adoption of rocker pipes in Olliff et al, 2000 [4].
Subsequently, section 4.6.6 of the Sewers for
adoption, 5th edition, 2001 [8] recommended the

Both theoretical approach and laboratory approach


to the evaluation of the bending moment, shear
force, vertical soil resistance at soil pipe interface
1

need for a flexible joint to be provided as close as


feasible to the outside face of any structure in which
a pipe is built. Furthermore, the next length of pipe
(rocker pipe) away from the structure was
recommended to be as shown in table 1.

described. The method can be applied to pipes of


differing materials and different types of joints.

Table 1 - Recommended rocker pipe length (modified from


Sewers for adoption; 2001 [8] )

When differential settlements occur between a


structure and the connected buried pipeline the
pipes will be subjected to longitudinal bending, and
the joints to shear and angular rotation. The length
of the pipe section immediately adjacent to the
structure must be designed to keep all of these
considerations within allowable limits. A method of
determing this appropriate length of pipe section is
described. The method can be applied to pipes of
differing materials with different types of joints.

Nominal
diameter
mm
150
<600-150
675
<750-675
>750

Effective
length
mm
600
600
1000
1000
1250

2. PIPELINE FLEXIBILITY NEAR SETTLING


STRUCTURE

Length to
Diameter
Ratio
4.0
1.0
1.5
1.3
1.7

The term rocker pipe has caused much confusion


over the years. Engineers who are not acquainted
with the subject seem to assume that some sort of
mystical qualities are somehow bestowed on pipes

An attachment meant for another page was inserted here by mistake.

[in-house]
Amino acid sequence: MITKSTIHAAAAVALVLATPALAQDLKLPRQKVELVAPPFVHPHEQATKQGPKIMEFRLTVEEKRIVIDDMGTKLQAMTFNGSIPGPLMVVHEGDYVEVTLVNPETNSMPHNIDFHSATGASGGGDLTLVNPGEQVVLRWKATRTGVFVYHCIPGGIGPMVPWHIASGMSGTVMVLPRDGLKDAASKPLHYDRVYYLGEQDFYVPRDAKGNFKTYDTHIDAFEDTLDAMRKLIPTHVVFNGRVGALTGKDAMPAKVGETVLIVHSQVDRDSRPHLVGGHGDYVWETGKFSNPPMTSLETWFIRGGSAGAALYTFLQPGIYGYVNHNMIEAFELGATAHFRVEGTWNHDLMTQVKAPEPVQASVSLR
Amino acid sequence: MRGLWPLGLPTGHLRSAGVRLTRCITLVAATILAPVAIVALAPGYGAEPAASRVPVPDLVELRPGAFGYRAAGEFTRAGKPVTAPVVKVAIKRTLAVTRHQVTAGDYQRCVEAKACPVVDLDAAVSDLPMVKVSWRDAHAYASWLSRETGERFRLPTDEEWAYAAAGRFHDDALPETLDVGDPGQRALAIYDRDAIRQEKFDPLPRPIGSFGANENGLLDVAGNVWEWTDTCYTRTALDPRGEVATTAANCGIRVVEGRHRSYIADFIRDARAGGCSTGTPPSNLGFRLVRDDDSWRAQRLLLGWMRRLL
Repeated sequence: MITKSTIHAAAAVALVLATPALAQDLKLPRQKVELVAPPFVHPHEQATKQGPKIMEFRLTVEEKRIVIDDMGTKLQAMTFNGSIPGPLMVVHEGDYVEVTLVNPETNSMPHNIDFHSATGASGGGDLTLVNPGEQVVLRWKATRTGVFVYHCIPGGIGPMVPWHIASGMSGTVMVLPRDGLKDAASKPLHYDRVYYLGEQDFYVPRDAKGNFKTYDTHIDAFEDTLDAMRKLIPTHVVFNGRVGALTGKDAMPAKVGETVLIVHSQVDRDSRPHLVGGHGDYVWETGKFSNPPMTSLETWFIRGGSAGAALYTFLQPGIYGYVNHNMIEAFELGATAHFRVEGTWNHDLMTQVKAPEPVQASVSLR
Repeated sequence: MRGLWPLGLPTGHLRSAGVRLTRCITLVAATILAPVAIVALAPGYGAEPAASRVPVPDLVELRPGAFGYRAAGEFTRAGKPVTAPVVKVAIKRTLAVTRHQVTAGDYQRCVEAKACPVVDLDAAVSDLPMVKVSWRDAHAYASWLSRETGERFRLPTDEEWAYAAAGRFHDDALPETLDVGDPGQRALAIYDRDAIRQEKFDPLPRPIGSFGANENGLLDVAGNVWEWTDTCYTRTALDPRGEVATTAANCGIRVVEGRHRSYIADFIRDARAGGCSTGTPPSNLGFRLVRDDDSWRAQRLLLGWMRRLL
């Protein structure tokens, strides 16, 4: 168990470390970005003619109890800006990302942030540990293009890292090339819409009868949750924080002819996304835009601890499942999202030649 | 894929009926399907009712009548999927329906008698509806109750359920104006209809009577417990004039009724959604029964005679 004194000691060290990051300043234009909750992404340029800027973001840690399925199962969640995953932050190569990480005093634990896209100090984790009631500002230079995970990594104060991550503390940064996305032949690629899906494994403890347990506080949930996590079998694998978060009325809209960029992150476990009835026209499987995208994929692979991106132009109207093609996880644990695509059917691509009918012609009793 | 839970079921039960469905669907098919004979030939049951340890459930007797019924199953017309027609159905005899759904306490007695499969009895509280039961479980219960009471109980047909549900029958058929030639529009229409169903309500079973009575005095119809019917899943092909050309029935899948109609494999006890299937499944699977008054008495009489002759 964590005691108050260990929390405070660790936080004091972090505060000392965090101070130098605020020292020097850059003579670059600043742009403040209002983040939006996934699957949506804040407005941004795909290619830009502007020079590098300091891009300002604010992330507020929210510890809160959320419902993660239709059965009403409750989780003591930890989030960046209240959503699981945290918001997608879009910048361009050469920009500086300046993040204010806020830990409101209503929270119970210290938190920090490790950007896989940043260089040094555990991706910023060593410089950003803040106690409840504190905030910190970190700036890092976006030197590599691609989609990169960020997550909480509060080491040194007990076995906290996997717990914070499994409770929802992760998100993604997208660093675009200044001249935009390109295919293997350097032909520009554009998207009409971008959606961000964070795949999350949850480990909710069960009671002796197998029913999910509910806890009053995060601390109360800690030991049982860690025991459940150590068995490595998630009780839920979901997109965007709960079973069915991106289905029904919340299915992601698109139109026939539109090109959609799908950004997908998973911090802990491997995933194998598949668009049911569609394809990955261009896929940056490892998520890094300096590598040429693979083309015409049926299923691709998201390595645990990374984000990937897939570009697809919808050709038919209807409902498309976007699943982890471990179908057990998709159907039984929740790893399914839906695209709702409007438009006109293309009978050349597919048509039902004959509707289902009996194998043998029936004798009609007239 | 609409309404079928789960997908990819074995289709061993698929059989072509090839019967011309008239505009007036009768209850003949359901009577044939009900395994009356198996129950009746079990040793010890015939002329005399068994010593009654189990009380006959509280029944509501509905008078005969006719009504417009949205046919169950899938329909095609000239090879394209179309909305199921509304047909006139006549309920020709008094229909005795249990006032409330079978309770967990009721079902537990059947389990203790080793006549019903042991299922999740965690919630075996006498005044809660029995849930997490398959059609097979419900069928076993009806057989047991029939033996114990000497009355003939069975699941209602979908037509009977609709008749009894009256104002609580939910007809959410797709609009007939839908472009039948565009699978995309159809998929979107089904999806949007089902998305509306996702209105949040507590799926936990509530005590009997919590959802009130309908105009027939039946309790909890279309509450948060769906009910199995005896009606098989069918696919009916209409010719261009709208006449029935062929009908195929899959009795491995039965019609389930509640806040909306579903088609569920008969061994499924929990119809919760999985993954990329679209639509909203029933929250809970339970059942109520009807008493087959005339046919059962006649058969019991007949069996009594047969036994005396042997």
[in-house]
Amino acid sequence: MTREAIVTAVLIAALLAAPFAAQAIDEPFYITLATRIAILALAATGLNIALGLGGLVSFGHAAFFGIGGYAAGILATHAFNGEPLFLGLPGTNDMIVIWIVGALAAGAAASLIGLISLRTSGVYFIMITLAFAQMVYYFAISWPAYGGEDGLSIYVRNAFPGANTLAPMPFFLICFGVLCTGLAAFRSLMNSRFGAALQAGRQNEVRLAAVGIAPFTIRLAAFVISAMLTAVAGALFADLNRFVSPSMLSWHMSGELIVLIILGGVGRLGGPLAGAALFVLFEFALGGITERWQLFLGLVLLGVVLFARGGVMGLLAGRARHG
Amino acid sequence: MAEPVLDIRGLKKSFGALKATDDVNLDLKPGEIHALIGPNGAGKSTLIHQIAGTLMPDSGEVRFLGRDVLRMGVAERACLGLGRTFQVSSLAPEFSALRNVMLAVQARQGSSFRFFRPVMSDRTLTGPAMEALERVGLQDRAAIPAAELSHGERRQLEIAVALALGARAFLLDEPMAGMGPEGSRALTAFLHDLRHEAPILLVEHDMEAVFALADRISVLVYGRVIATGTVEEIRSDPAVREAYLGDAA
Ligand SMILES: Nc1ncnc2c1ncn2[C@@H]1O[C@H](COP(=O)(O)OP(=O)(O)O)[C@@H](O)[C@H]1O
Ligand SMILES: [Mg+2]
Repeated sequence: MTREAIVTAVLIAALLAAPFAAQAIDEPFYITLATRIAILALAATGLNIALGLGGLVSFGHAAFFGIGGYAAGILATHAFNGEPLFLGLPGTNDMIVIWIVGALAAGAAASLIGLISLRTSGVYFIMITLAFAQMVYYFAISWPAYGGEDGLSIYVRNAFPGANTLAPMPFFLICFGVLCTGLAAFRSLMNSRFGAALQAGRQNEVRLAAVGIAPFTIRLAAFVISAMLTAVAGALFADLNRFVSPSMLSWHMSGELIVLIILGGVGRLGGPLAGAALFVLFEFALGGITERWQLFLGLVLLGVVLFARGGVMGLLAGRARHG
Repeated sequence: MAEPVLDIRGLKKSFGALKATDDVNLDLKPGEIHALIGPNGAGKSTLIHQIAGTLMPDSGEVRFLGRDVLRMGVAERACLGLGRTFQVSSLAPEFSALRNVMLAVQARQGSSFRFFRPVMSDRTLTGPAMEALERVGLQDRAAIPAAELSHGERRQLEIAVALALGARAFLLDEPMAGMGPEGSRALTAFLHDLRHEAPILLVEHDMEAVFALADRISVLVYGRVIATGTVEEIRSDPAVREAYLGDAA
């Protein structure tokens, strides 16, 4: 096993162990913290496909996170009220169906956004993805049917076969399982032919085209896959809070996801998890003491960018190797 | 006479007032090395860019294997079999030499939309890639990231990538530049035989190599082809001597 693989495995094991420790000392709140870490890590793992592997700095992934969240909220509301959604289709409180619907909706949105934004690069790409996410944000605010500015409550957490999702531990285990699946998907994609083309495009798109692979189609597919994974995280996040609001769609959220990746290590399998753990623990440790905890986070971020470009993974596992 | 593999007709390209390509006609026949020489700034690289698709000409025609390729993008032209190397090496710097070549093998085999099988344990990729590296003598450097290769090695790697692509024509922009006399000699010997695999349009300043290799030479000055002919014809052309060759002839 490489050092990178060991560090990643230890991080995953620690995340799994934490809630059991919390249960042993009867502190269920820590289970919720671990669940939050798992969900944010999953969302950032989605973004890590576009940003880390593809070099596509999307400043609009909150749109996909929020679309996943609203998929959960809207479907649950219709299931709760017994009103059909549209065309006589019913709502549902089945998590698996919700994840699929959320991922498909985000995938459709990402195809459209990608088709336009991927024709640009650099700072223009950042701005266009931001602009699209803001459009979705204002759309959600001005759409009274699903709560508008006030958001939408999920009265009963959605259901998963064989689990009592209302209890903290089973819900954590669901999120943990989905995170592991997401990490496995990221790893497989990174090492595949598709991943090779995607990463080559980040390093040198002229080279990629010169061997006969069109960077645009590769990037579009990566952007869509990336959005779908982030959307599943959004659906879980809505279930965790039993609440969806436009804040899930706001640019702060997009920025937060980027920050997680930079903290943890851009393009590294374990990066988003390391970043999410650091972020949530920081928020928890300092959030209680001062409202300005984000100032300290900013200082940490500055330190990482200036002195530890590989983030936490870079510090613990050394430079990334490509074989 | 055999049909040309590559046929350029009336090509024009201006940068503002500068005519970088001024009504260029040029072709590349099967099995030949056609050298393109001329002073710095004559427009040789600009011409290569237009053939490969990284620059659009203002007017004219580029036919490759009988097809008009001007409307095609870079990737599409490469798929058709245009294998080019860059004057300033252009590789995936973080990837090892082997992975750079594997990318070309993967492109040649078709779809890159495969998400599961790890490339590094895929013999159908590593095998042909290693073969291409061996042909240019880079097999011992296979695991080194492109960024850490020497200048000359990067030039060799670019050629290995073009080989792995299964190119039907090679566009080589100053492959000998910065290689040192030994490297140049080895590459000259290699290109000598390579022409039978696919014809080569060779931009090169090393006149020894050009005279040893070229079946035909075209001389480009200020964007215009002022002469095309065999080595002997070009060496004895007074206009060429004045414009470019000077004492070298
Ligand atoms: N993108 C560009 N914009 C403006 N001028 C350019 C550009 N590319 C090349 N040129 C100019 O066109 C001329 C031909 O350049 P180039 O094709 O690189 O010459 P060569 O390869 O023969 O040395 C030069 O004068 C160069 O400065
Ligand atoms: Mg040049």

as soon as they are described as rockers. In fact,
there is nothing mystical about rocker pipes. They
are ordinary pipes, which because of their location,
can rotate in the vertical plane, so that two ends are
at different levels. This enables the pipe to
accommodate differential settlements. It is only the
location of the pipe, not its length, which dictates
that it will function as a rocker (Olliff et al, 2003
[5]; Wijeyesekera et al 2006 [9,10 &11] )

150 mm
Maximum
600 mm

2.1 ANALYTICAL STUDY


Failure to design pipelines to accommodate, or
avoid differential settlements is one of the more
common causes of structural failure, and a design
analysis should therefore be carried out for an
evaluation of permissible bending moments.
A prismatic beam (figure 2) connected to a structure
and supported continuously along its length by a
foundation will experience elastic deformation. The
resulting sub grade reaction can be assumed to be
linearly proportional to the beam deflection at any
point Wijeyesekera et al, 2006 [10&11]. Under such
conditions the reaction per unit length of the beam
can be represented by the expression ksy, where y is
the deflection and ks is a constant usually called the
modulus of the soil foundation. This constant
denotes the reaction per unit length when deflection
is equal to unity.

150 mm
Maximum
600 mm
Flexible Joint

Rocker Pipe

Rocker Pipe

This assumption helps in writing the stability


equations that are amenable to solution. This
represents an idealization closely approximating
many real situations. Beam behaviour of pipeline is
analysed according to the theory of beams on elastic
foundations (Selvadurai, 1984 [7]), a theory
validated by the results of many field studies and
experiments (Olliff et al 2000, 2003 [3&4]).

Fig. 1. Typical Joint detail with flexible joint at 150mm from


the face of structure

A length of the pipe section immediately adjacent to


the structure must be designed to keep all of these
considerations within allowable limits. A method of
identifying this appropriate length of pipe section is
2